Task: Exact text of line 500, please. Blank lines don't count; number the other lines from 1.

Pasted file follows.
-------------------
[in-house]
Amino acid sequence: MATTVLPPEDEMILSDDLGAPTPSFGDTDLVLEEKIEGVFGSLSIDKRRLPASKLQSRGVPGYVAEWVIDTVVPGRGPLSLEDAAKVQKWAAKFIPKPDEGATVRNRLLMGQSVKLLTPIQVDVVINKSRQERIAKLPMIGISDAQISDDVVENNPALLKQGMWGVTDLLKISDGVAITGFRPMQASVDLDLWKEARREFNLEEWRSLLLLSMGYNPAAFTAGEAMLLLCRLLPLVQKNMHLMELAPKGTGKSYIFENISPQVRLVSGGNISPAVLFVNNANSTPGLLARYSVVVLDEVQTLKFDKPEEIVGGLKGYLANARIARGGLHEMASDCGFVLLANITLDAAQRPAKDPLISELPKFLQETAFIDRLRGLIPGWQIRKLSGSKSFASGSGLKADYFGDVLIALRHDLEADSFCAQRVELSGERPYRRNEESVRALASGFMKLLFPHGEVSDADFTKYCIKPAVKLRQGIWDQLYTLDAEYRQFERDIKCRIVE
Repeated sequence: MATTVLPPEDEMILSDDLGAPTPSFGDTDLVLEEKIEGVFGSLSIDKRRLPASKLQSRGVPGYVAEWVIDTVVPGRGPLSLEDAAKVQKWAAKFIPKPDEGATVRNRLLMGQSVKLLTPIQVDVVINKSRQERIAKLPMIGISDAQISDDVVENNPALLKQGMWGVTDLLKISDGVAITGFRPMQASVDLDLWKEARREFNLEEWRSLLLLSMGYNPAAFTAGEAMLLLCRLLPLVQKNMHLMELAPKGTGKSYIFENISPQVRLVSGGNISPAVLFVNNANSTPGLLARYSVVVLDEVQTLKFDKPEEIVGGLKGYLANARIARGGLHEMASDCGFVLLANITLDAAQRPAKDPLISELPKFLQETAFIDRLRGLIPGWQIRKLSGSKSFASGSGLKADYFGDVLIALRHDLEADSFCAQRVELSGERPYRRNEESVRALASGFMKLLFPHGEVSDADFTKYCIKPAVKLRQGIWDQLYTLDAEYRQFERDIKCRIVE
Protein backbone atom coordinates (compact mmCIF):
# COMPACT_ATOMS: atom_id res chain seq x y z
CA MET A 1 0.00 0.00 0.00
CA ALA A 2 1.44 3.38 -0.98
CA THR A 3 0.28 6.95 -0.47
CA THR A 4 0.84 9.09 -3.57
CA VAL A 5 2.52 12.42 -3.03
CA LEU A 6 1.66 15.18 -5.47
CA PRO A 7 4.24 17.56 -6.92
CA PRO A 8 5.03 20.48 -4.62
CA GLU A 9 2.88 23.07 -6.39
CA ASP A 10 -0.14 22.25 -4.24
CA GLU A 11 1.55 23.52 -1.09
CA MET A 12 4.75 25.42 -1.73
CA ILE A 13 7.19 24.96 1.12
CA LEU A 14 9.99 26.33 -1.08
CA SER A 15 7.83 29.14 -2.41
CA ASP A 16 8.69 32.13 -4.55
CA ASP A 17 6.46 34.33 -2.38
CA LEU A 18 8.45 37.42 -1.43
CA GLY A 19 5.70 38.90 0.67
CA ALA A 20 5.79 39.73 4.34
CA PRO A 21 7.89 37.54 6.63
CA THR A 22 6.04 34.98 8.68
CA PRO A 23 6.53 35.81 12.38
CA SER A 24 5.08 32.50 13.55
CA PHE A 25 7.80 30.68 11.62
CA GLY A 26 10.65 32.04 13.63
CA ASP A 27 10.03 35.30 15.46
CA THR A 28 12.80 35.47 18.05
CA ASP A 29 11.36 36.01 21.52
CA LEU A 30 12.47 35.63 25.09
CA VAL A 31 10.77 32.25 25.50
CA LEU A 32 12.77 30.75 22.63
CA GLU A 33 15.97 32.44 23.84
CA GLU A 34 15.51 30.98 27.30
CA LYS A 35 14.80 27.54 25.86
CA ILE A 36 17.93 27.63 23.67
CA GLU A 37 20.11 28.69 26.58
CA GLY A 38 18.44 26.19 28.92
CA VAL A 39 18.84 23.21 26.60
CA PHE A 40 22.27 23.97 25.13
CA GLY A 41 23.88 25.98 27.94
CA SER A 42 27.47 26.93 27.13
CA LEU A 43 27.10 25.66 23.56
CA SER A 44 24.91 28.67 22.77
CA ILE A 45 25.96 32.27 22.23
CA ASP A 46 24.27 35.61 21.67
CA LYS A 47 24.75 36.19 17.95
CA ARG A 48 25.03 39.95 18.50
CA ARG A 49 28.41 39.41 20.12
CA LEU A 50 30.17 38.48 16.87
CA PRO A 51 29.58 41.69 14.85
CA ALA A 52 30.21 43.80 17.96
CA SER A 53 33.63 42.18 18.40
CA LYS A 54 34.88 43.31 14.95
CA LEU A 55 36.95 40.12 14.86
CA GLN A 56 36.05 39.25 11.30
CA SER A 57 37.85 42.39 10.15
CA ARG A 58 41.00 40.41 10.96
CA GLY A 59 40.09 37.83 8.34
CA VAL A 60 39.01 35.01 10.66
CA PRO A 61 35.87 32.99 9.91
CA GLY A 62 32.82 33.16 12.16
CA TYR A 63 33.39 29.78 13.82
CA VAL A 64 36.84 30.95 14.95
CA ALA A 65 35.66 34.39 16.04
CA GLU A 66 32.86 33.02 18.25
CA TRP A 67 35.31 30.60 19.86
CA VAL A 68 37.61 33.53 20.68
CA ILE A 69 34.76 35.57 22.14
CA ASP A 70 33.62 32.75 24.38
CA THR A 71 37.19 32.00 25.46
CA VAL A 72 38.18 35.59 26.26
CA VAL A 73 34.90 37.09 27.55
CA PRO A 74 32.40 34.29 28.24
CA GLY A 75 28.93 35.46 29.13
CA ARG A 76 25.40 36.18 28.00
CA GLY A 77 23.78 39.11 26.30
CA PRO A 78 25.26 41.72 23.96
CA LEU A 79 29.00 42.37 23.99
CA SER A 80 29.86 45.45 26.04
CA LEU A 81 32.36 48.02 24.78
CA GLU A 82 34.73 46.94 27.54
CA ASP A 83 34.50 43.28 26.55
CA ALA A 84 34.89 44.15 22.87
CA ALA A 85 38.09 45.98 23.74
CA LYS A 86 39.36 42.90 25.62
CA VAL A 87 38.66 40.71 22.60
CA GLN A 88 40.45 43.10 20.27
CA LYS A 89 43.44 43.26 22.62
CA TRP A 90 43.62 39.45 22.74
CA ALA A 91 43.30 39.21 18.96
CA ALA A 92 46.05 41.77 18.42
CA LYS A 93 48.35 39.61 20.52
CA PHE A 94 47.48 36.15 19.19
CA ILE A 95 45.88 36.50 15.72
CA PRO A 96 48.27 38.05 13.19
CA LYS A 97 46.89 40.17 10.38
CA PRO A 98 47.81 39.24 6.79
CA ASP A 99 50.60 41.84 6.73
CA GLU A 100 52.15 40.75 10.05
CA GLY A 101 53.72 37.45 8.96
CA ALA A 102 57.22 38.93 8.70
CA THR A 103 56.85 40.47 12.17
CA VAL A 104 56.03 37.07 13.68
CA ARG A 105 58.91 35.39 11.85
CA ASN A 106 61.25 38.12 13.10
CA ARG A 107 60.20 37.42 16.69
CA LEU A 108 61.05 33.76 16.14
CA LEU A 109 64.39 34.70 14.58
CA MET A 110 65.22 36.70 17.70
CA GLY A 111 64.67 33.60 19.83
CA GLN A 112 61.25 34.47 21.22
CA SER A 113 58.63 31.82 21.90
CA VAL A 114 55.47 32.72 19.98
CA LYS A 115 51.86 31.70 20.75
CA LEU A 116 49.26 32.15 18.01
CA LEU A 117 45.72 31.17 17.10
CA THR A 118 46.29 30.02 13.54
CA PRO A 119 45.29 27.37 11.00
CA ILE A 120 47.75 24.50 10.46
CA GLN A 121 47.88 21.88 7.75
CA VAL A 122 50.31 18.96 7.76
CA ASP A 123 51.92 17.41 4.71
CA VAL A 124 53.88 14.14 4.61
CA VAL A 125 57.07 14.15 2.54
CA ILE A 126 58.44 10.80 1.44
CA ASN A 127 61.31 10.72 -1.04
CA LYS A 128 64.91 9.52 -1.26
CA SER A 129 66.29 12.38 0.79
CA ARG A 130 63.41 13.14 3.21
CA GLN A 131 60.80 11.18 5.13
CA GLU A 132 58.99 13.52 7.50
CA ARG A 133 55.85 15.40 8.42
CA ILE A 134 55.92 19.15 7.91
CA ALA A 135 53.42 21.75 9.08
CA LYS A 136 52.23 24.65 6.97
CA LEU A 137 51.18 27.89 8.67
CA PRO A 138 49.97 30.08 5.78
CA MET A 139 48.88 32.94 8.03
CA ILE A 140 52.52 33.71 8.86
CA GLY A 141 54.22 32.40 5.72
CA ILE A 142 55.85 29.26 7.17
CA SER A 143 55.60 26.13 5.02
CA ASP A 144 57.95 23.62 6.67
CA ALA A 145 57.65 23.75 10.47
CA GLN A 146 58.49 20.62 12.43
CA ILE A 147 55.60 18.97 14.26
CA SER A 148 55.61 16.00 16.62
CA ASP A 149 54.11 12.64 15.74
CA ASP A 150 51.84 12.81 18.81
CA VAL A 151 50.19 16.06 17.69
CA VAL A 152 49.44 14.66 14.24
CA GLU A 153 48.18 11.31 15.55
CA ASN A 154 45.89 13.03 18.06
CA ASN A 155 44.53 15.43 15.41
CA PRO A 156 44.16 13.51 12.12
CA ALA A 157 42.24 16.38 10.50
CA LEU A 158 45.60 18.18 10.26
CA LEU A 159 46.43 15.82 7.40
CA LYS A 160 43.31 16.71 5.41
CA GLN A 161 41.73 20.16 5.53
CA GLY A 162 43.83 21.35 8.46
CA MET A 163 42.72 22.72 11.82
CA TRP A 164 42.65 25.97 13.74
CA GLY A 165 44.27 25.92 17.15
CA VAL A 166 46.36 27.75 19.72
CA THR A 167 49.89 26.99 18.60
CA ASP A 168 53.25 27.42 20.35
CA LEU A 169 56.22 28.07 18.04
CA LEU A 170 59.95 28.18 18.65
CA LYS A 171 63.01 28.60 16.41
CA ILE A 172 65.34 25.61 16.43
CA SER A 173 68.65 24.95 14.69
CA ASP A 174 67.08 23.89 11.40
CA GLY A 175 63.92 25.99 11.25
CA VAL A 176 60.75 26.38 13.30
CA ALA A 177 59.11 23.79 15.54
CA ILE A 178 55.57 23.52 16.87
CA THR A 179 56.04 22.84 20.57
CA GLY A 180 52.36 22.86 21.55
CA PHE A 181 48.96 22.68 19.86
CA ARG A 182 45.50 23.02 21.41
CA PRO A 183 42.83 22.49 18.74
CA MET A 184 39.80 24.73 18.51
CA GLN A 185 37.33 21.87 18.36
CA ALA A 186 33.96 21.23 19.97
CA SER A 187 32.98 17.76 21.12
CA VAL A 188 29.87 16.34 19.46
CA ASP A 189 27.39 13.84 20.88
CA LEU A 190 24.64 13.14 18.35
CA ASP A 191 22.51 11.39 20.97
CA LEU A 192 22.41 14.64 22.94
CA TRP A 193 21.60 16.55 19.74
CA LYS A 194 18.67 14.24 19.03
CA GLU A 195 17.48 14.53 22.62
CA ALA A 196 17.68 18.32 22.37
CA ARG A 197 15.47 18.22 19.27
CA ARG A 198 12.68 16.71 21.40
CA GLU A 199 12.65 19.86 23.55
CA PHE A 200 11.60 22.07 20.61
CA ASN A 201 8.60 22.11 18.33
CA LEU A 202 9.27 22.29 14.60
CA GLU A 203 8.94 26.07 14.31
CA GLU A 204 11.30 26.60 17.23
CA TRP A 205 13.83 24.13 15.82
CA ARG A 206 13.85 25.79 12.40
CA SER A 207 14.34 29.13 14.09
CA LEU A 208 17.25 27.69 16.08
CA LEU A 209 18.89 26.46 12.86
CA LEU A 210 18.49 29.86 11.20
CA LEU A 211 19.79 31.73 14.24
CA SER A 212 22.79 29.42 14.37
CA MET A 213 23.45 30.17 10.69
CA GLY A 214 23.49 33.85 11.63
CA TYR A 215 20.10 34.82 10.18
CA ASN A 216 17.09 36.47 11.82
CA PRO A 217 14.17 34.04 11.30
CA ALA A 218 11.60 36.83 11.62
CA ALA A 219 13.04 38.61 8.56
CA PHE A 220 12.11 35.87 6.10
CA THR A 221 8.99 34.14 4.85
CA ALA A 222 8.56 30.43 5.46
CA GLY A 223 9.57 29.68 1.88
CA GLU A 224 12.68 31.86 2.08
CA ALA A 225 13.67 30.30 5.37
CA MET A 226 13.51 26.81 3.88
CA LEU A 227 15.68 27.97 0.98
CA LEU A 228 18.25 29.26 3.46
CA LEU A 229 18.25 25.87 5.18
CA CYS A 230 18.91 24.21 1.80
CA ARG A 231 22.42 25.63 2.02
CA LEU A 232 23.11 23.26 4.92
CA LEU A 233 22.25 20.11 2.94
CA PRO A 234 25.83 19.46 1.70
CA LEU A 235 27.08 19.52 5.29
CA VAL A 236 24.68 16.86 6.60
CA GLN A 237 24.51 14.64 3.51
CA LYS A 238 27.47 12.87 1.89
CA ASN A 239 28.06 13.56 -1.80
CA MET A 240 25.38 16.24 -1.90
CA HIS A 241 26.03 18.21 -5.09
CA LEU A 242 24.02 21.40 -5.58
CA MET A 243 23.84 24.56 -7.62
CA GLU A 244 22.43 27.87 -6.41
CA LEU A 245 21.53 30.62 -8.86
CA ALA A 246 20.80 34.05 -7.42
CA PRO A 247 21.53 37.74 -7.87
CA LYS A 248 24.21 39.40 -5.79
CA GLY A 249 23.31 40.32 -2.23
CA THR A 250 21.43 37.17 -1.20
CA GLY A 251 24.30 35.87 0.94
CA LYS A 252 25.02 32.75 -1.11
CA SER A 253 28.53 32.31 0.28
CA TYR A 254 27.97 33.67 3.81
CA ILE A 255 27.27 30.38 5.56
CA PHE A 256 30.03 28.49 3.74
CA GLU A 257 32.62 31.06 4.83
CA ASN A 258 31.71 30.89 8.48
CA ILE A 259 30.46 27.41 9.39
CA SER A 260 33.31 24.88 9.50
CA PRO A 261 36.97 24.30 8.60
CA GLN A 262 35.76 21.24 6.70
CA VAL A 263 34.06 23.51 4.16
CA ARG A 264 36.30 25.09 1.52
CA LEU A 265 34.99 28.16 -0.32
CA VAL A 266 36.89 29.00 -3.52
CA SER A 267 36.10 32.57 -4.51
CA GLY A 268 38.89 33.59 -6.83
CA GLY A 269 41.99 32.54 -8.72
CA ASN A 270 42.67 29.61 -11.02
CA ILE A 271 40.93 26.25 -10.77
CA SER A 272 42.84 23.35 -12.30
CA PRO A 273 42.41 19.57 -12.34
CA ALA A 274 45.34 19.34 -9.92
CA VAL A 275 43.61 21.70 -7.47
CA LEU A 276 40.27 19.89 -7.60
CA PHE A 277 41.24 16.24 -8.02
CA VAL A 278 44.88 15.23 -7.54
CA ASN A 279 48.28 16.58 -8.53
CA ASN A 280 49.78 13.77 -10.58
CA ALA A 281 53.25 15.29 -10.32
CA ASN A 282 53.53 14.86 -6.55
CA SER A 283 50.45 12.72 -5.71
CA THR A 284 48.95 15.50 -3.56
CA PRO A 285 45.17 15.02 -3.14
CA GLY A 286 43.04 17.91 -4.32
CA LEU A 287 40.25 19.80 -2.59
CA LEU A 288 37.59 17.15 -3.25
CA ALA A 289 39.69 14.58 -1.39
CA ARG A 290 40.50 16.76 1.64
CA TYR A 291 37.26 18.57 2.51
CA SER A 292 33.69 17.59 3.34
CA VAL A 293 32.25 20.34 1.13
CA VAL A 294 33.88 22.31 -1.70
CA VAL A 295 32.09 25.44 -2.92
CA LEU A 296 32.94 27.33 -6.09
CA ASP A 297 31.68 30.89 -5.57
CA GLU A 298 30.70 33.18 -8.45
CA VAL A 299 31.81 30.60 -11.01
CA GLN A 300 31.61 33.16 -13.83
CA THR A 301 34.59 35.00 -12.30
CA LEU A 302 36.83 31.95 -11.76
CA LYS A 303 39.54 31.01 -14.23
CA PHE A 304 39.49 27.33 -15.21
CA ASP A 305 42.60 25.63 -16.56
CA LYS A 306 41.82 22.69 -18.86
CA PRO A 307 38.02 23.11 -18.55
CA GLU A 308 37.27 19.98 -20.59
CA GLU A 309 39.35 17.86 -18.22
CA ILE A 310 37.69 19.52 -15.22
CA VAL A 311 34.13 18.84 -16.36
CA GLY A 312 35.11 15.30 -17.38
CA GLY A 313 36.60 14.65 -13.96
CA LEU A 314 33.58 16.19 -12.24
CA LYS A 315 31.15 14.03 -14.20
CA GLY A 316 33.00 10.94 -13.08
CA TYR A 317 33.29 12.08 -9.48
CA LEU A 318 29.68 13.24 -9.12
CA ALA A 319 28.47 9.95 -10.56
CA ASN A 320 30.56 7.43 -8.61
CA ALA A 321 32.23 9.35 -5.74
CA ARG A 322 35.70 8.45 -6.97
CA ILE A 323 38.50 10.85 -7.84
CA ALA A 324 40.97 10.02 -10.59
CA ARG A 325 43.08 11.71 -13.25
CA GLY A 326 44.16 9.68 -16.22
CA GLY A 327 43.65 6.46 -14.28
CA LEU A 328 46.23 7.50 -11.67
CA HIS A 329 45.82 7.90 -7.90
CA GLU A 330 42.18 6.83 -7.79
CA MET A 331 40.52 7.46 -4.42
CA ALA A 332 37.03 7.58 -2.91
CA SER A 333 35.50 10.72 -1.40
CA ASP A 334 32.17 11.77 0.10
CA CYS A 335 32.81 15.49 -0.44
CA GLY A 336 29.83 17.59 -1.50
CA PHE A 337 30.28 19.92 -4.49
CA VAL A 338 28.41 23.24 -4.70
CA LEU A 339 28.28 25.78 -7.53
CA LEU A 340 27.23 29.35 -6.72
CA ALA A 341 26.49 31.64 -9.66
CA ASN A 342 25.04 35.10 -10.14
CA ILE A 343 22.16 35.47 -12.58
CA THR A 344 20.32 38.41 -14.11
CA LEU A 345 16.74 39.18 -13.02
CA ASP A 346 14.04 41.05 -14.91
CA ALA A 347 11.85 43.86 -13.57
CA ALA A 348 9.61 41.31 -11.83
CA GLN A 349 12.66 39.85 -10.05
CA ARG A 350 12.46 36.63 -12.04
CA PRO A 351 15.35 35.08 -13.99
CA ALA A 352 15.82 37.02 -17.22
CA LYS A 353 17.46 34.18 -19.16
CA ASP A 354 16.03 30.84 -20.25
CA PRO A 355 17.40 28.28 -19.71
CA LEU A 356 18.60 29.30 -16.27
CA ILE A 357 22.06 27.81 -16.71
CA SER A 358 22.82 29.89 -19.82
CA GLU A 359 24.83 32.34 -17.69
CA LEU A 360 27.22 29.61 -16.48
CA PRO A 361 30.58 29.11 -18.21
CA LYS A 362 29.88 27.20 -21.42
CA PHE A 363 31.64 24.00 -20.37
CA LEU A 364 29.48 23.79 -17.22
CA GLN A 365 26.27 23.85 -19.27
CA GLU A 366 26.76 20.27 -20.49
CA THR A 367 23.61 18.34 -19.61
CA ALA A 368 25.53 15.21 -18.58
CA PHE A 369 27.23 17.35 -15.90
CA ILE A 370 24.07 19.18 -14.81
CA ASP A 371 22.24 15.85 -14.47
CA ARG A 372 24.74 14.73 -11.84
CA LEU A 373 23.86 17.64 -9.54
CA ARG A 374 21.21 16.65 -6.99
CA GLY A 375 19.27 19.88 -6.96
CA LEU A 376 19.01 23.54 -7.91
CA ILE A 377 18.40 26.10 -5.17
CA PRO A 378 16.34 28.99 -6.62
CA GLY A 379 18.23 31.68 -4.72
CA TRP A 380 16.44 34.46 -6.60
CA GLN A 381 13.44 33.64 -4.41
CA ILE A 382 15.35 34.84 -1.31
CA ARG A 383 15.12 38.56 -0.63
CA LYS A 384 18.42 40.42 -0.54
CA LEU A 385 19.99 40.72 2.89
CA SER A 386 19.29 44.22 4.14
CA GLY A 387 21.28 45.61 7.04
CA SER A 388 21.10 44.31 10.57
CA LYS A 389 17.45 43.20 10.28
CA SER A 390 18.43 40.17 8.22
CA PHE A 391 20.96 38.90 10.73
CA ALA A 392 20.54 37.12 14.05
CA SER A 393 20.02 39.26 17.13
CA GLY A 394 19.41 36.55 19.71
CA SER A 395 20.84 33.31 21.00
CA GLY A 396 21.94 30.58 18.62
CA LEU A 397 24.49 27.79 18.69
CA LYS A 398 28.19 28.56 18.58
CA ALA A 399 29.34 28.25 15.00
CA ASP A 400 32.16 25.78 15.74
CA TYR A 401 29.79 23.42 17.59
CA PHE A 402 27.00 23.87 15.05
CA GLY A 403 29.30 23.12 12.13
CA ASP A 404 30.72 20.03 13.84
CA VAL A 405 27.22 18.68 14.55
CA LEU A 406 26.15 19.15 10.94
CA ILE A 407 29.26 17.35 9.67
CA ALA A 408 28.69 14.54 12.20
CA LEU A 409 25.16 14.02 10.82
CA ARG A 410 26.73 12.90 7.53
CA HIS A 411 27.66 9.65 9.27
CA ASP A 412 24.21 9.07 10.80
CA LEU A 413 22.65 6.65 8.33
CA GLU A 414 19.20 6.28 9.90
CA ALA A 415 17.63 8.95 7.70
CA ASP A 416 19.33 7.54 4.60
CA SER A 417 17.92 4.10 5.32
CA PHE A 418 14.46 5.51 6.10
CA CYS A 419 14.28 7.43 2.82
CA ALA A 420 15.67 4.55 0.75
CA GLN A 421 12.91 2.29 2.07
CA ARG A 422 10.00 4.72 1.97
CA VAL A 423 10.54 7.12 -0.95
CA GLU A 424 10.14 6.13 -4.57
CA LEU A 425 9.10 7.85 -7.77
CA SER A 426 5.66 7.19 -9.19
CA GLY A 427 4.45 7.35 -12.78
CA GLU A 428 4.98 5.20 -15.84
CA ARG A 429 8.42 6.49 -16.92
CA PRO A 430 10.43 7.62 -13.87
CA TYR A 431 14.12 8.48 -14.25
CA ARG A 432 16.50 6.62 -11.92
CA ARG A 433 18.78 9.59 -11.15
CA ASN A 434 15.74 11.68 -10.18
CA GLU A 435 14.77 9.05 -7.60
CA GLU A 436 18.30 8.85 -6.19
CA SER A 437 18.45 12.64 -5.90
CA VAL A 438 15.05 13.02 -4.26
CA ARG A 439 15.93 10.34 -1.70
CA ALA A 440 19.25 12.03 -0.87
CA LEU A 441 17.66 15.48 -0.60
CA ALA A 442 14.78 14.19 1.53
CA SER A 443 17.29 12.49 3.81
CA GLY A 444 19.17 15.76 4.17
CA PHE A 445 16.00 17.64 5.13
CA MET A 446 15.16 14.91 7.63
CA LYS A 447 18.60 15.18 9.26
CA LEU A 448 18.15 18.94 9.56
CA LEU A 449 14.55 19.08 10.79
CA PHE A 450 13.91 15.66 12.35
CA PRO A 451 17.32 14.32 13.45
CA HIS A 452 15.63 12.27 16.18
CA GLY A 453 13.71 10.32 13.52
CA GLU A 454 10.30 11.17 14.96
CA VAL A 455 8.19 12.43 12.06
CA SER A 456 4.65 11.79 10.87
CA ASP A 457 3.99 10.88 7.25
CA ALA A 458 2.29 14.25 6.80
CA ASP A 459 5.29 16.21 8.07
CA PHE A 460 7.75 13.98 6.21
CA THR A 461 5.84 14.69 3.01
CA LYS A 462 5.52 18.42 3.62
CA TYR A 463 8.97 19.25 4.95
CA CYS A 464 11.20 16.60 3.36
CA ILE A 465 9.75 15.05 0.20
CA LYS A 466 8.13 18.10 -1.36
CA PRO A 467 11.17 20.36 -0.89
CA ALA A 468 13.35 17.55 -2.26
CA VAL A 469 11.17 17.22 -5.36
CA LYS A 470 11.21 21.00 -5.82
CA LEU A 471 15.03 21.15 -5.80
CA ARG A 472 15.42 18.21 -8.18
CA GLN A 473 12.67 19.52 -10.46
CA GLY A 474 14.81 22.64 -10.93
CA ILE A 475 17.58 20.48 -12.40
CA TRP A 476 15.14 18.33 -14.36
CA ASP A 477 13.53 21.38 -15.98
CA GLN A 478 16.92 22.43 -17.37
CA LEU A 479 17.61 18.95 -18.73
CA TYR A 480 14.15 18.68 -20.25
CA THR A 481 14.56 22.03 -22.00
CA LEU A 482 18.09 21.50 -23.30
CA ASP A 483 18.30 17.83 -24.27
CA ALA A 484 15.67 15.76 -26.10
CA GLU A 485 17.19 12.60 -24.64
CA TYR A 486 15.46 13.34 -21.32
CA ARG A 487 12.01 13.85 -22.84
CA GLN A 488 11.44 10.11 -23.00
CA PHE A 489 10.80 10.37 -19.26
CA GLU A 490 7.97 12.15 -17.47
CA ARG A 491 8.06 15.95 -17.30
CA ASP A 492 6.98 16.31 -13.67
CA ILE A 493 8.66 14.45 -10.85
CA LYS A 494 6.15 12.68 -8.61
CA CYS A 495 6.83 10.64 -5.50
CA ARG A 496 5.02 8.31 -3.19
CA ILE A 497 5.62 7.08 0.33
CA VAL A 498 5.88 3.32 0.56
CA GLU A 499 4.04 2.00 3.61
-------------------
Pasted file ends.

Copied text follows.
CA CYS A 495 6.83 10.64 -5.50